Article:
I don’t often reblog, but when I stumbled across this great resource of body language, I just had to share. I keep something similar in a word doc, which I always have open when writing. I promise to share, as soon as I have organized it a bit better 🙂
Writing and Body Language
May 14, 2015 | Random Musings
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It’s a great list for reference, thank you Nicholas and Jen. We have to be very careful of clichés too – some body language descriptions have become very over-used despite a bit nonsensical. I say this, obviously, whilst looking at you from underneath my lashes. 😀
Ooh, can you bat them for me?
I’m terrible at cricket, Nicholas, but anything for you
ROFL – once again, well played 😀
A comprehensive list indeed, but personally, with all due respect, I know that even if I record it somewhere, I’ll never use it. This made me chuckle actually, as I’ve done something similar. Seeing that one of my favourite authors, Kate Morton, seems to be the master at describing body gestures, I didn’t want to miss out so while reading one of her later books I kept jotting stuff down in a notepad and then typed it in a doc file. I got so pleased, thinking I’d be using it, but of course I never did. It’s just sitting there idle in my computer. Why? Because I picked up all that and so much more, simply from reading indie books avidly in the past year. Let’s not kid ourselves. No matter how many notes we may gather, the best way to pick things up is by reading. That’s why all the successful authors (Stephen King springs to mind!) can’t stress enough the importance of reading. We don’t give our brains enough credit. They were made to absorb information by repetition. I learned that first hand in my childhood when I studied English. By my late teens, words kept coming out of my mouth that I didn’t consciously remember learning. But they’d stuck from repetition naturally simply by reading English-speaking books, magazines or watching TV. Same principle applies to learning how to write gestures, actions, or anything else.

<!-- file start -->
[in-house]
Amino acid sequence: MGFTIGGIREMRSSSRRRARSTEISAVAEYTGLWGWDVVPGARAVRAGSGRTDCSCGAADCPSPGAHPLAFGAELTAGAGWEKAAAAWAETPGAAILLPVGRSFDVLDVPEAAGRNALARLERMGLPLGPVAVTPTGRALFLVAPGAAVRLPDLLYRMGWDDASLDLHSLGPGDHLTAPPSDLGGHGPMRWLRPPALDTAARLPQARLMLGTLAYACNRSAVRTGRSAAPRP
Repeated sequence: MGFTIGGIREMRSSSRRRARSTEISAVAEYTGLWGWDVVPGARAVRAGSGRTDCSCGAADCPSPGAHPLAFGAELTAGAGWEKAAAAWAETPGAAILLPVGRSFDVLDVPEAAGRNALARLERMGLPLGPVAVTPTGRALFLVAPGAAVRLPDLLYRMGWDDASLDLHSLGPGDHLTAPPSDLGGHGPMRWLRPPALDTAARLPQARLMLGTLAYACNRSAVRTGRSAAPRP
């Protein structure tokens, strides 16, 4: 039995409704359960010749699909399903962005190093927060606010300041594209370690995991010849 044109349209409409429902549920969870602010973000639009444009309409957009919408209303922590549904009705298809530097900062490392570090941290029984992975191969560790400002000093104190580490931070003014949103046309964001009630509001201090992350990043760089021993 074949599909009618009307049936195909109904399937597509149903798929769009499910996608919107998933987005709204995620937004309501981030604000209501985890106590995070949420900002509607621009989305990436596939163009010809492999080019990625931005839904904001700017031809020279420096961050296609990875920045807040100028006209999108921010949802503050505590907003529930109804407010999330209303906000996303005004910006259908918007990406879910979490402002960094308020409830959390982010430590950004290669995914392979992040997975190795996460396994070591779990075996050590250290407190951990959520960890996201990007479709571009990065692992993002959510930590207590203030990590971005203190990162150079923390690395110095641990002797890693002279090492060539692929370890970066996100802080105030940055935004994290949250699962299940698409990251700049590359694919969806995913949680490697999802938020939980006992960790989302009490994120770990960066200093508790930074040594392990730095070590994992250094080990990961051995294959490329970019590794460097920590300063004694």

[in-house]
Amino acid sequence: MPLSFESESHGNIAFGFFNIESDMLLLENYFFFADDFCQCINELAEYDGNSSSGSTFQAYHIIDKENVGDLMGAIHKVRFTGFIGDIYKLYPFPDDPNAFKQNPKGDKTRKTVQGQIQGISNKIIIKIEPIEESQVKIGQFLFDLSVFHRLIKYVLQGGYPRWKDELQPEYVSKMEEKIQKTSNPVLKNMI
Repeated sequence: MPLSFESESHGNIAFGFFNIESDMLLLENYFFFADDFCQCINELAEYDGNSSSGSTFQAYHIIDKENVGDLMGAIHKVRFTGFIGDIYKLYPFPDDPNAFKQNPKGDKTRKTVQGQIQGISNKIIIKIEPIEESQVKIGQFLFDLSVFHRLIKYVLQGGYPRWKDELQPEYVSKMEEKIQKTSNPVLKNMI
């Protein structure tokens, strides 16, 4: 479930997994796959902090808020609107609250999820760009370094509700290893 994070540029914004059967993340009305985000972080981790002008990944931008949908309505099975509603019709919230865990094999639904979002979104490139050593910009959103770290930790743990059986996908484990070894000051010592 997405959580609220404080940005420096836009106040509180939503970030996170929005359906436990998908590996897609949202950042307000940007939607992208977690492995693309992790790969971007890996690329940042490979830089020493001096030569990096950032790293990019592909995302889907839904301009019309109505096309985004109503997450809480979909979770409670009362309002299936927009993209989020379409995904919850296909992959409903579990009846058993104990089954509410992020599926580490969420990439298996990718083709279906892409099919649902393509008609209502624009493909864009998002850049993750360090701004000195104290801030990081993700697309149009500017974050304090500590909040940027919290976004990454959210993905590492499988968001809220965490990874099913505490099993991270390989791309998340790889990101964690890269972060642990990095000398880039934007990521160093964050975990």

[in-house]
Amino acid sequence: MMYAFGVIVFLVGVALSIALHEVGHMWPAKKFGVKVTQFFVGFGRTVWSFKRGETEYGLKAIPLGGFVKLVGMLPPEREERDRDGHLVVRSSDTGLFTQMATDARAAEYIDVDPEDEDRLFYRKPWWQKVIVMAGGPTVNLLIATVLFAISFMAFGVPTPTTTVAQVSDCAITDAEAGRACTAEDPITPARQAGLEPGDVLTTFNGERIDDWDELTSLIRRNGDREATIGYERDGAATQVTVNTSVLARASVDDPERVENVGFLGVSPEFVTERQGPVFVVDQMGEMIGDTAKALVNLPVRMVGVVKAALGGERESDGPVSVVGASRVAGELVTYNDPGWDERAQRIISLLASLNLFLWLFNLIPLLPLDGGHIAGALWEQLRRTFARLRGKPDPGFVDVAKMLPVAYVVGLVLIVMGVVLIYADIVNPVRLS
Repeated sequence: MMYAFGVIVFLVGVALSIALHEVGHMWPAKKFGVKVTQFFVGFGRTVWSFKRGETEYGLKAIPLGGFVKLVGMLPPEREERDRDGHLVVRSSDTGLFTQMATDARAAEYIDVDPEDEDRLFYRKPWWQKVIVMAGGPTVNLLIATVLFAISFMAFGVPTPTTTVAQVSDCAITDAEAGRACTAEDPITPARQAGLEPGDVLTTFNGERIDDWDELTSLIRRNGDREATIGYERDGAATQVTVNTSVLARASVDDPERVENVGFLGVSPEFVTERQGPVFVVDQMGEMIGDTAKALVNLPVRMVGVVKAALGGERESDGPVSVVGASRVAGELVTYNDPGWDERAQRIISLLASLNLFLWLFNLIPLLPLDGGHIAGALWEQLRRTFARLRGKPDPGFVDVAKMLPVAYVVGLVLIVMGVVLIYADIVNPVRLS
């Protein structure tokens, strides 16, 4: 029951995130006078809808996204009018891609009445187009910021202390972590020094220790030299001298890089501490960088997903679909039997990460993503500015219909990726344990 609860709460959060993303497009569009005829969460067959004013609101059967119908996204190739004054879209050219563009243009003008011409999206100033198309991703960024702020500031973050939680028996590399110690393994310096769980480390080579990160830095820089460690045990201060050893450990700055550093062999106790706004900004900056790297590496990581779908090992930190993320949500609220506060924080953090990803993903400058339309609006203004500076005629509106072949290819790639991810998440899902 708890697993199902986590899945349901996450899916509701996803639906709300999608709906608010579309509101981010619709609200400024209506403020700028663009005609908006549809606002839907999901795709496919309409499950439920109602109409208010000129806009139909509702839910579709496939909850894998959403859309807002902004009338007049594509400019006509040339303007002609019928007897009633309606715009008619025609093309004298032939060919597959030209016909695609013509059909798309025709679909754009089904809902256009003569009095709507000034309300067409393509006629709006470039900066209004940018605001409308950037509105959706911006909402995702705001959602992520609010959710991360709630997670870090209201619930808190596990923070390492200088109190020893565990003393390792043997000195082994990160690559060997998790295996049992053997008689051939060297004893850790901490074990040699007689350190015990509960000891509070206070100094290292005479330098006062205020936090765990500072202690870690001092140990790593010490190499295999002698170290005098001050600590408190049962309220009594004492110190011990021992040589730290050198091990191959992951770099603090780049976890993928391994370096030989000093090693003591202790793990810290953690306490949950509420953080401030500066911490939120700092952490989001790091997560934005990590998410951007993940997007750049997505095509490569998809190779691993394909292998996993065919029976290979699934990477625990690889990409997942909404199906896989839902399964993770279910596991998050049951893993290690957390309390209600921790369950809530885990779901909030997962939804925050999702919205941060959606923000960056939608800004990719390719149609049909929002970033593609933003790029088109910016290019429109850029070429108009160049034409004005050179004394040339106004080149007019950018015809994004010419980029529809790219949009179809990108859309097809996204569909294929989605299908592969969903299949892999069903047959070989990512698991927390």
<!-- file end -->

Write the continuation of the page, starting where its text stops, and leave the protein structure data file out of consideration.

I , too, write stuff down, but I actually use them 🙂
During first draft, I simple write down whatever comes to mind. When someone shrugs, I’ll just say, “she shrugged.”
During the edits, I’ll change many of these to actual beats. When I’m stuck and can’t think of a better beat than “she shrugged,” I refer to my notes. That seems to unblock me 🙂
Thanks, Jen and Nicholas, for sharing this great information. 🙂
It was rather good, wasn’t it? 🙂
Jumping over to continue reading, but I didn’t want to forget to show you some comment love. Thanks for sharing!
Comment love is always much appreciated 🙂
…He closed his eyes tight, pursing his lips to the left, when he realized he should have known from the beginning how to show these emotions.
Lol – hanging head in shame 😀
I’ve downloaded this – great to have handy!
Same here 🙂
Jen has quite a few lists that I enjoy browsing. This one was great.
Reading down that list, I can see that I have read all those countless times, but until today, have never even thought about the subject. (He pushed down on the arms of his office chair, to adjust his position in the seat as he typed…)
Best wishes, Pete.
Lol – exactly 😀